“Hello. My name is Steph Hubach. And I’m an Affirmation Junkie.”
How do I know this about myself? Well, I recognize this because it is far too easy for me to take the words of others to heart—not in the sense of being reflective—but in the sense of allowing them to mold my identity: positively and negatively. In Gary Chapman’s book, The Five Love Languages, he talks about the different ways people perceive that they are loved by others. Actually, I think the book is pretty insightful, and I would definitely tag myself as someone who has the love language of “words of affirmation.” Maybe your love language is one of the others: acts of service, receiving gifts, quality time, or physical touch. That said, I think anyone’s love language also has the propensity to be an idol-making factory. Here’s why. If I not only enjoy affirmation, but need it to forge my identity or validate my value as a person, then I’ve got a problem. In other words, I give it too much power. My love language is more important than God himself.
What does all of this have to do with special needs parenting? Well, if my love language is affirmation, and my idol-making factory is in full swing—how is a negative IEP meeting likely to affect me? Will I take the feedback (constructively given or not) and prayerfully reflect on what is true, what is not—and move forward? Or will it devastate me? If my love language is acts of service, and no one at my church notices my mountain of practical needs, and my idol-making factory is in full swing–how is being forgotten likely to affect me? Will I feel disappointment and loneliness? Or will I become angry and critical? If my love language is quality time with others, and my idol-making factory is in full swing—how is isolation likely to affect me? Will I seek creative ways to engage in mutual relationship? Or will I become demanding of others in the ways I seek respite and time with friends? Need I continue?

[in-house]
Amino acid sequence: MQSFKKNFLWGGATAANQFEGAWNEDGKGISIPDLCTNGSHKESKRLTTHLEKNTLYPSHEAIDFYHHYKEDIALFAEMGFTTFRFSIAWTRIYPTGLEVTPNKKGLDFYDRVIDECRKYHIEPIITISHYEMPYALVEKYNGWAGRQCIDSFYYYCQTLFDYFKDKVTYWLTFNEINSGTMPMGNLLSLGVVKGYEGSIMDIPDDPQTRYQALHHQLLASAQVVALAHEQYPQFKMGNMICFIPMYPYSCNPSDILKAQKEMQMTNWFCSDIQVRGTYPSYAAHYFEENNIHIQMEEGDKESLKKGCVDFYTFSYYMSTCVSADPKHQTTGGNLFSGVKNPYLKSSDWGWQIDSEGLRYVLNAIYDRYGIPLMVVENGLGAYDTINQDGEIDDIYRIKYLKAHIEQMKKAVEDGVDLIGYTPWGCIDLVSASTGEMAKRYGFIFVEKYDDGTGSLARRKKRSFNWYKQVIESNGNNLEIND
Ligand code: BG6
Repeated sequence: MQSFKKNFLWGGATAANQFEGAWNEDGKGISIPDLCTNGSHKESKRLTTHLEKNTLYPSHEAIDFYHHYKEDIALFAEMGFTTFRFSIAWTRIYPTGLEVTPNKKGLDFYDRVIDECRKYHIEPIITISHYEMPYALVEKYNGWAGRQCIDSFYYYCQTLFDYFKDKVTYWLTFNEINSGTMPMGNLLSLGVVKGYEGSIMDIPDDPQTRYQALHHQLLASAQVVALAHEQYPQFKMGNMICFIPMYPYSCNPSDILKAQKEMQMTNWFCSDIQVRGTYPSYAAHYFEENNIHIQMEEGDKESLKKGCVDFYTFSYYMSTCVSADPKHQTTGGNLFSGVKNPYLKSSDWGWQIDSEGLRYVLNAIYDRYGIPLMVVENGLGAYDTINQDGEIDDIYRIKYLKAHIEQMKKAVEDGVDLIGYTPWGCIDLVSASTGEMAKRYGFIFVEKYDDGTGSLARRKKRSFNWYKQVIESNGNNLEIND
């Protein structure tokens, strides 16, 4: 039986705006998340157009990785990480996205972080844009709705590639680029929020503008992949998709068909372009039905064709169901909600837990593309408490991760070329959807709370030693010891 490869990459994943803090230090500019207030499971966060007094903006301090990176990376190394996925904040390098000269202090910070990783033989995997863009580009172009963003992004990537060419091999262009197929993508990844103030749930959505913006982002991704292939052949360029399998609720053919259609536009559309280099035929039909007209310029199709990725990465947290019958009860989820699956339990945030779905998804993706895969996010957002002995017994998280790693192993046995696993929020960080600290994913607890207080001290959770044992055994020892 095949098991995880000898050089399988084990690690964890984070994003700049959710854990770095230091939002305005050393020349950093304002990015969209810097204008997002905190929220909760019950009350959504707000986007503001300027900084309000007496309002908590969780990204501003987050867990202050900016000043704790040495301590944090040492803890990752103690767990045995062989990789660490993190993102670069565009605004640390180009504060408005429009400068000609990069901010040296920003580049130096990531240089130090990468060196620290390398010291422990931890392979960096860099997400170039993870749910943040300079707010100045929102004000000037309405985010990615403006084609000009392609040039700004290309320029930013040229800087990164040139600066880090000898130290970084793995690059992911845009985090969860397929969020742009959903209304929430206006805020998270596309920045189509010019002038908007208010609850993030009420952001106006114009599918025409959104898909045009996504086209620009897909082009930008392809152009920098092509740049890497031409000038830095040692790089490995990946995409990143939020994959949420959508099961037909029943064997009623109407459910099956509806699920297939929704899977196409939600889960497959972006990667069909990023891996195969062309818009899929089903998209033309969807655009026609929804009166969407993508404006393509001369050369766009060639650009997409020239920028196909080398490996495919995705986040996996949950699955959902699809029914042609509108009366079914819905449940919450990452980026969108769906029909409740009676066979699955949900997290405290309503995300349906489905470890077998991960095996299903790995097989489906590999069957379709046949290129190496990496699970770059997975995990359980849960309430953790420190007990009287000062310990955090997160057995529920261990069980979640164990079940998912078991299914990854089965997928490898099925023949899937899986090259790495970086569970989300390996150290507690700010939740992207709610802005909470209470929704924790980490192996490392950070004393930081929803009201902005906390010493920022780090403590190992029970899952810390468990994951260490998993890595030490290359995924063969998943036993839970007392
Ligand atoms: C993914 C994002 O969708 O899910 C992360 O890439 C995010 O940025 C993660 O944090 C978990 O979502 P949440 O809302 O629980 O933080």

In the Gospel of John, Chapter 2 it reads,
Now while he was in Jerusalem at the Passover Feast, many people saw the miraculous signs he was doing and believed in his name. But Jesus would not entrust himself to them, for he knew all men. He did not need man’s testimony about man, for he knew what was in a man.
Did you catch that? “But Jesus would not entrust himself to them…He did not need man’s testimony about man…” Powerful words to an Affirmation Junkie! It’s not that encouragement isn’t a great thing. It is! I actually believe it is one of the most powerful, positive tools in our human arsenal and one of the least wielded! However, human affirmation is not to be the object of our trust. Did you hear what the Scripture says? “But Jesus would not entrust himself to them…” Jesus entrusted himself—every aspect of his incarnate being—to his Heavenly Father. “He did not need man’s testimony about man.” And neither do you, nor do I. Do you see how freeing this is? How it releases us from being on the yo-yo of the opinions of others?
No matter what your love language is, don’t entrust yourself to words of affirmation or any other human tool of engagement. Entrust yourself to your loving Heavenly Father, who always speaks your love language, and whose love is changeless in the midst of ever-changing circumstances of life.
“My name is Steph Hubach. And I’m a recovering Affirmation Junkie.” Not entrusting myself to man’s testimony about man, because I do not need it. Instead, I am entrusting myself to my Heavenly Father’s changeless, endless love for me today. I cannot imagine a better place to be. Will you join me?